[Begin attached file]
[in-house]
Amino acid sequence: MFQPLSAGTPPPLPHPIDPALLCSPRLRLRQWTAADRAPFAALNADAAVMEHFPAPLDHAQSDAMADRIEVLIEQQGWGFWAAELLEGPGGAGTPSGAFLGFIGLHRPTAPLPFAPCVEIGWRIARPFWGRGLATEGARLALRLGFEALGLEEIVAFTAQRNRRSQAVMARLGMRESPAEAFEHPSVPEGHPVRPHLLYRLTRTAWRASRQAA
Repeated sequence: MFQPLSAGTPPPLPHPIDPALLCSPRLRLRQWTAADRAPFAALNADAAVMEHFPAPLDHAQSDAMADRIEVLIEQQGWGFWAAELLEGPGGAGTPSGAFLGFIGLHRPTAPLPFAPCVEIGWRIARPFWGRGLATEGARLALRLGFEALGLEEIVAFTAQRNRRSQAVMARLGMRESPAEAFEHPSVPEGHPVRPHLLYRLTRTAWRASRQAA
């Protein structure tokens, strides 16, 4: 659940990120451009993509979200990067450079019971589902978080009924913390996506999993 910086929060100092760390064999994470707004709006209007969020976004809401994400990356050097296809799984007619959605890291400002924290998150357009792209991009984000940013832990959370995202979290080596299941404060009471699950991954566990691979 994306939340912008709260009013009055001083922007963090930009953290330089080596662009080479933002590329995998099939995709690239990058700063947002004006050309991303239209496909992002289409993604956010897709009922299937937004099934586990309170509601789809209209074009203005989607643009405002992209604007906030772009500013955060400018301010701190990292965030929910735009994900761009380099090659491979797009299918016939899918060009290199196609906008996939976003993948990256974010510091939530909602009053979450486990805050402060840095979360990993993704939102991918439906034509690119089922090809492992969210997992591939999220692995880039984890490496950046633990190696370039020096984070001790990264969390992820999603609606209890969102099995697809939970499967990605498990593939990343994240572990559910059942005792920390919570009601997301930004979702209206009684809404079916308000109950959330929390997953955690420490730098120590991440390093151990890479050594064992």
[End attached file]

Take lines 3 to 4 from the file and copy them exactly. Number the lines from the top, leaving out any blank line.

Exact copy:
Repeated sequence: MFQPLSAGTPPPLPHPIDPALLCSPRLRLRQWTAADRAPFAALNADAAVMEHFPAPLDHAQSDAMADRIEVLIEQQGWGFWAAELLEGPGGAGTPSGAFLGFIGLHRPTAPLPFAPCVEIGWRIARPFWGRGLATEGARLALRLGFEALGLEEIVAFTAQRNRRSQAVMARLGMRESPAEAFEHPSVPEGHPVRPHLLYRLTRTAWRASRQAA
């Protein structure tokens, strides 16, 4: 659940990120451009993509979200990067450079019971589902978080009924913390996506999993 910086929060100092760390064999994470707004709006209007969020976004809401994400990356050097296809799984007619959605890291400002924290998150357009792209991009984000940013832990959370995202979290080596299941404060009471699950991954566990691979 994306939340912008709260009013009055001083922007963090930009953290330089080596662009080479933002590329995998099939995709690239990058700063947002004006050309991303239209496909992002289409993604956010897709009922299937937004099934586990309170509601789809209209074009203005989607643009405002992209604007906030772009500013955060400018301010701190990292965030929910735009994900761009380099090659491979797009299918016939899918060009290199196609906008996939976003993948990256974010510091939530909602009053979450486990805050402060840095979360990993993704939102991918439906034509690119089922090809492992969210997992591939999220692995880039984890490496950046633990190696370039020096984070001790990264969390992820999603609606209890969102099995697809939970499967990605498990593939990343994240572990559910059942005792920390919570009601997301930004979702209206009684809404079916308000109950959330929390997953955690420490730098120590991440390093151990890479050594064992």